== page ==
Tag Archives: iPhone

Let your iPhone or Android phone or tablet read that ebook aloud to you

2017-09-20

Listening to a book while doing something else is a fun and useful way to enjoy a good story or learn from a nonfiction book. Audible and other stores let you purchase audiobooks that have been narrated by professionals, often actors. Most book lovers already have a selection of ebooks, and it is not very tempting to re-purchase them as audiobooks. Here is how you can make your mobile device (iPhone or Android) read an ebook to you for free.

Android smartphone or tablet

Voice aloud reader, text to speech from ebook to audio

For Samsung, LG, Nokia, and all other smartphones and tablets that are powered by the Android software, there are many voice reader apps available at the Google Play Store. At the store, you may search, for instance, “voice reader” or “text to speech” for applications to download.

I have been using @Voice Aloud Reader on my Android tablet and phone. The way it works is that you specify the folders where you have your ebooks or any other texts stored. The app can also automatically scan the folders for ebooks.

Open the app, browse the ebooks and documents that are available for reading aloud. Choose anyone, and the app will read it to you. Play controls are available at the bottom of the screen.
Voice aloud reader, text to speech from ebook to audio
For EPUB ebooks, Voice Aloud Reader works really well. You can view the table of contents, jump to a chapter you want and the app will read it to you.

The app doesn’t come with its own voices, but it relies on voices that come with Android. It is possible to download additional voices from the Play Store as well.

The free version displays ads that can be removed by paying for an upgrade.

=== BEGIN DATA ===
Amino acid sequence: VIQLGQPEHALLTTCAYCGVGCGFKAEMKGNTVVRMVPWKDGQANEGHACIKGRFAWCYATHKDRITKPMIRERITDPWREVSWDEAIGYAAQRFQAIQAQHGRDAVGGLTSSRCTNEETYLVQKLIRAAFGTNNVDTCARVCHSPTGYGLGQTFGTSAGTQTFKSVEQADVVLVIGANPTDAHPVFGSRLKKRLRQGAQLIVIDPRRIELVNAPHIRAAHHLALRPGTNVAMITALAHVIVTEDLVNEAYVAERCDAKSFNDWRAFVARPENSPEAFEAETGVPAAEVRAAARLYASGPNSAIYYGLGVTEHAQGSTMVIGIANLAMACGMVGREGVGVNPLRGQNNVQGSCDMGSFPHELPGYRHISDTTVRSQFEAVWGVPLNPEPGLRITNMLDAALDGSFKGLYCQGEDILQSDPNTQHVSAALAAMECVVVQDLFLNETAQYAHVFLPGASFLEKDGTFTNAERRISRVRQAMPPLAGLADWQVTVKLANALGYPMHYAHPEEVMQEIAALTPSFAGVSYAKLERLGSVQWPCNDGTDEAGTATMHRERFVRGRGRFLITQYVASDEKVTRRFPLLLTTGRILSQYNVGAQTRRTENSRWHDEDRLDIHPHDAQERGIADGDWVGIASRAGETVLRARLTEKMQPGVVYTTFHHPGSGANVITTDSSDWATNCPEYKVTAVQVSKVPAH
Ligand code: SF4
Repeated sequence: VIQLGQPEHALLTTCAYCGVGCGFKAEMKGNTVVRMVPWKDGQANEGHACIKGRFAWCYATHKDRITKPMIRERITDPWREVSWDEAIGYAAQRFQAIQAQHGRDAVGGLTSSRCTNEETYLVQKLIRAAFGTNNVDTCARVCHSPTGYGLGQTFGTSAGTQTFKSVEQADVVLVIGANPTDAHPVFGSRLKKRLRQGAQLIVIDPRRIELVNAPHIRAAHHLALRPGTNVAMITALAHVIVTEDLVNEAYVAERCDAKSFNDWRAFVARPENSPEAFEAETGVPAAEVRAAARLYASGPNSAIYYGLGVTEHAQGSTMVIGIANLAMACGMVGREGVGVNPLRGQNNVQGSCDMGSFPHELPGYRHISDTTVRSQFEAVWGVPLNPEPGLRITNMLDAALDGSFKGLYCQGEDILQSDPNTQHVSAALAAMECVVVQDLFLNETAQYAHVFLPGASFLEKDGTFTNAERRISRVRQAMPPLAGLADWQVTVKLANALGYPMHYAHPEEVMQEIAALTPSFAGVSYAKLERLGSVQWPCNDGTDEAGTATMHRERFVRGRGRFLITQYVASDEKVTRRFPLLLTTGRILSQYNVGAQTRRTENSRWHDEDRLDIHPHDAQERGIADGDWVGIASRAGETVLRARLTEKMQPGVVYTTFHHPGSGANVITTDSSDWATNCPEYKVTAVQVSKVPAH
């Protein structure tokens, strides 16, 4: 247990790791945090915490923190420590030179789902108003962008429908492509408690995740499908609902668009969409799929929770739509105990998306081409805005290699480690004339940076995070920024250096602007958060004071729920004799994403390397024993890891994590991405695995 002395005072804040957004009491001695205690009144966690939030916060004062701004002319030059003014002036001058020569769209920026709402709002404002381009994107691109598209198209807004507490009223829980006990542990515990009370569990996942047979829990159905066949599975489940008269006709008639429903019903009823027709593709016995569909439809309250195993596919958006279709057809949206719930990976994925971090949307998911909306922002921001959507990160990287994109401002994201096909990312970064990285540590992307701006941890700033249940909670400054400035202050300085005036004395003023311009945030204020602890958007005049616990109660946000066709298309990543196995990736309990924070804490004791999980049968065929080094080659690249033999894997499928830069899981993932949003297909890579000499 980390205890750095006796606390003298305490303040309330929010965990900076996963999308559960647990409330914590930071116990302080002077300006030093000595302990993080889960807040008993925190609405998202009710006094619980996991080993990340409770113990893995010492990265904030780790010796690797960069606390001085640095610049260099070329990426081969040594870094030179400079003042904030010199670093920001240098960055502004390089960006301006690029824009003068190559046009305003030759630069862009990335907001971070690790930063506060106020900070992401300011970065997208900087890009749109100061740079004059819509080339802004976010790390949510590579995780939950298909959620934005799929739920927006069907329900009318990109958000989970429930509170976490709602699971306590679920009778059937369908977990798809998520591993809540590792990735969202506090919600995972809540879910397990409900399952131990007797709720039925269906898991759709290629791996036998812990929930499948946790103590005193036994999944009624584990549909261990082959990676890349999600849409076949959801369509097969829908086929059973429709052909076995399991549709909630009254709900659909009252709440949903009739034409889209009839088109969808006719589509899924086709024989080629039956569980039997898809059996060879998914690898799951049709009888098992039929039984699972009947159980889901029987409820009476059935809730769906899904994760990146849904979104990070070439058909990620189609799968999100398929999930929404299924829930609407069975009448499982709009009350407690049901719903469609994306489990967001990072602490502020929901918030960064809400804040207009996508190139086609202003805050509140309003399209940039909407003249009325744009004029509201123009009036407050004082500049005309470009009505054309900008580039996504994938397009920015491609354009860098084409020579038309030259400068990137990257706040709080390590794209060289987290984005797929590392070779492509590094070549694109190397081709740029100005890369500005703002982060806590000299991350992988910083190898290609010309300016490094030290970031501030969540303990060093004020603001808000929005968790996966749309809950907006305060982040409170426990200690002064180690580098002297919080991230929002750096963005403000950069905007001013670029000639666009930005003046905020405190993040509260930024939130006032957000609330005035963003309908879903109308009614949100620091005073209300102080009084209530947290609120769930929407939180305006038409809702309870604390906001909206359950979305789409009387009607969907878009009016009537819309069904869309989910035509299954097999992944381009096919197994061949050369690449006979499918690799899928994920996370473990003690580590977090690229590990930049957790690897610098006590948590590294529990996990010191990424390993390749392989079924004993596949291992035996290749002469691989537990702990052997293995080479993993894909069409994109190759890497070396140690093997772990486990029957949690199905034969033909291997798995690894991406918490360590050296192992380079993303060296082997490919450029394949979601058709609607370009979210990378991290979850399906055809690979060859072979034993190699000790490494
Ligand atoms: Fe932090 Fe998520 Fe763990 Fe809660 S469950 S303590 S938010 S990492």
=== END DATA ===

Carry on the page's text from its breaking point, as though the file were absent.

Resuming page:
Apple iPhone and iPad

The app that can read text aloud to you is already on your iPhone and iPad. You just have to find it – it is well hidden into the iOS operating system’s menu system.

1. Open Settings.
Select General > Accessibility > Speech. Toggle on Speak Screen.

2. Open the ebook you want your iPhone or iPad read to you.

3. Swipe down from the top of the screen with two fingers.
It will take a moment before the audio starts, and a pop up window with buttons to control playback appears.

4. Change the reader’s voice.
Go back to Settings – Accessibility – Speech section, and open Voice. You will get choices for voices that read to you.

The feature works best with the iBooks application, but it works on any screen where you have texts. Just swipe down with two fingers. So, you can use it in the Kindle app and in the web browser, but it may read some irrelevant text, too.

This is what the Apple iPhone X camera means for travel photography

2017-09-15

Many travelers, writers and even professional photographers trust in their smartphone cameras for capturing important images that document their journeys and remarkable moments in life. The Apple iPhone X has so many features for photographers that it allows travelers to reconsider the contents of their photography kits.

Apple iPhone X camera feature: face recognition
The iPhone X comes with three cameras: two at the back and one at the front panel. Here is what the cameras are for:

– Wide-angle camera at the back: ƒ/1.8 six-element lens, optical image stabilization. 12 megapixel image sensor. Allows you to get really close to subjects, or shoot small spaces that don’t fit into the frame of a normal lens. This and the telephoto camera are, however, used in sync by the system.
– Telephoto camera at the back: ƒ/2.4 telephoto lens. Together the two cameras at the back enable optical zoom. Two lenses also create depth to images. The benefit of this optical zoom is, however, minimal compared to camera lenses where the elements have room to move.
– TrueDepth camera at the front: ƒ/2.2 aperture lens. 7 megapixel image sensor. This is used by the Face ID recognition feature, and naturally, for selfies.

Apple iPhone X two cameras at the back: wide-angle and  telephoto
Apple has also developed new software applications that utilize the possibilities of the cameras. Especially, the Portrait Mode and Portrait Lighting software allows iPhone X photographers to capture and adjust portrait images into studio-like pictures.

It is obvious that Apple has put a lot of effort for ensuring that selfies taken on the iPhone look fabulous.

The iPhone X cameras are at their best when shooting subjects that are relatively near the lenses. Anyone who has tried to snap a photo of beautiful scenery in the distance on a smartphone knows how disappointing the result can be.

Of course, the iPhone X is an expensive compact camera. The prices start from $999. Nonetheless, you get a smartphone as well, and you may consider leaving lenses or a camera home that you have used for close-up and portrait photos.